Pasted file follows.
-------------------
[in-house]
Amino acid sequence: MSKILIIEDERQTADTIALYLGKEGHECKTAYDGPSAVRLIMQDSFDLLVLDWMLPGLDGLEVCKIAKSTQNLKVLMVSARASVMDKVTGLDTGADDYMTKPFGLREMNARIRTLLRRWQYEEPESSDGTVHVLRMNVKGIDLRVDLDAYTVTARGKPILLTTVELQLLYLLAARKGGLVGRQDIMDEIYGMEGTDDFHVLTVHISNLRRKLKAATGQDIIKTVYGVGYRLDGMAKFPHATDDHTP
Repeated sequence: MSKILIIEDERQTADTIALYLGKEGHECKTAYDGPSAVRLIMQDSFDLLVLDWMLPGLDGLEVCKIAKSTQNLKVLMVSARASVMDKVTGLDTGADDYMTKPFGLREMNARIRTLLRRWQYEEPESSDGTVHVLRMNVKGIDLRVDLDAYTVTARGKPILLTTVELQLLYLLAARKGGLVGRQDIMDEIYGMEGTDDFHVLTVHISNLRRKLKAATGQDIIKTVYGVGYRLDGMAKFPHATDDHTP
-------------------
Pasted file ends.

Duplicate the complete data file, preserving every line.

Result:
[in-house]
Amino acid sequence: MSKILIIEDERQTADTIALYLGKEGHECKTAYDGPSAVRLIMQDSFDLLVLDWMLPGLDGLEVCKIAKSTQNLKVLMVSARASVMDKVTGLDTGADDYMTKPFGLREMNARIRTLLRRWQYEEPESSDGTVHVLRMNVKGIDLRVDLDAYTVTARGKPILLTTVELQLLYLLAARKGGLVGRQDIMDEIYGMEGTDDFHVLTVHISNLRRKLKAATGQDIIKTVYGVGYRLDGMAKFPHATDDHTP
Repeated sequence: MSKILIIEDERQTADTIALYLGKEGHECKTAYDGPSAVRLIMQDSFDLLVLDWMLPGLDGLEVCKIAKSTQNLKVLMVSARASVMDKVTGLDTGADDYMTKPFGLREMNARIRTLLRRWQYEEPESSDGTVHVLRMNVKGIDLRVDLDAYTVTARGKPILLTTVELQLLYLLAARKGGLVGRQDIMDEIYGMEGTDDFHVLTVHISNLRRKLKAATGQDIIKTVYGVGYRLDGMAKFPHATDDHTP